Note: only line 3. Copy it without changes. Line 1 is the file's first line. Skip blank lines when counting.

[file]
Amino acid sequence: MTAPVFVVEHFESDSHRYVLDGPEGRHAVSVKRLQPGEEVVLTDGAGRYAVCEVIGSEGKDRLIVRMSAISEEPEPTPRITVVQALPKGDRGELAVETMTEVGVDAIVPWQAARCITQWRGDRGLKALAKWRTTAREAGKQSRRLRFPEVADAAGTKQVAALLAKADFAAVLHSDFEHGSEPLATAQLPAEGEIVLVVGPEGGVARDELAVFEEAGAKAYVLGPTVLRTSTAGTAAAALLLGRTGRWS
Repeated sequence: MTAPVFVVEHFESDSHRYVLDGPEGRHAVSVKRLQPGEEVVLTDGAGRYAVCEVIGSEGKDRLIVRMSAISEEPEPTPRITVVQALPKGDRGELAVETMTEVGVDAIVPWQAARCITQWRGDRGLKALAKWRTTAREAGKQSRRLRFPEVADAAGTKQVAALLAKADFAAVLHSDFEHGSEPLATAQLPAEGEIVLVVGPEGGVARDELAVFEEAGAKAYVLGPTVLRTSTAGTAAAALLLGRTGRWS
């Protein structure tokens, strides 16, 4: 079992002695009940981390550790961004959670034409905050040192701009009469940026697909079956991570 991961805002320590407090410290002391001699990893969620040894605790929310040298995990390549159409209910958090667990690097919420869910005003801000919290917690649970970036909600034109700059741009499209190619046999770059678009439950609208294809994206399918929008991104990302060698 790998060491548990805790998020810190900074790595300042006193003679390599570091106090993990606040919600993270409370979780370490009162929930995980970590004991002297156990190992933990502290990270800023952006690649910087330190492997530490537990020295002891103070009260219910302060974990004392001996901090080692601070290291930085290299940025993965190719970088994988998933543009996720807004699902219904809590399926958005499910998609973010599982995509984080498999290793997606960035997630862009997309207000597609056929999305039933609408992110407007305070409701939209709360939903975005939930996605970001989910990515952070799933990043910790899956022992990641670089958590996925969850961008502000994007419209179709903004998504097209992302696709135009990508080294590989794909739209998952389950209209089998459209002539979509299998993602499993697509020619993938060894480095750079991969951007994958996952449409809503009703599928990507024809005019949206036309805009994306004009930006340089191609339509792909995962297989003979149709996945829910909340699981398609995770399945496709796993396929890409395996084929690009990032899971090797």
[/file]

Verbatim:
């Protein structure tokens, strides 16, 4: 079992002695009940981390550790961004959670034409905050040192701009009469940026697909079956991570 991961805002320590407090410290002391001699990893969620040894605790929310040298995990390549159409209910958090667990690097919420869910005003801000919290917690649970970036909600034109700059741009499209190619046999770059678009439950609208294809994206399918929008991104990302060698 790998060491548990805790998020810190900074790595300042006193003679390599570091106090993990606040919600993270409370979780370490009162929930995980970590004991002297156990190992933990502290990270800023952006690649910087330190492997530490537990020295002891103070009260219910302060974990004392001996901090080692601070290291930085290299940025993965190719970088994988998933543009996720807004699902219904809590399926958005499910998609973010599982995509984080498999290793997606960035997630862009997309207000597609056929999305039933609408992110407007305070409701939209709360939903975005939930996605970001989910990515952070799933990043910790899956022992990641670089958590996925969850961008502000994007419209179709903004998504097209992302696709135009990508080294590989794909739209998952389950209209089998459209002539979509299998993602499993697509020619993938060894480095750079991969951007994958996952449409809503009703599928990507024809005019949206036309805009994306004009930006340089191609339509792909995962297989003979149709996945829910909340699981398609995770399945496709796993396929890409395996084929690009990032899971090797």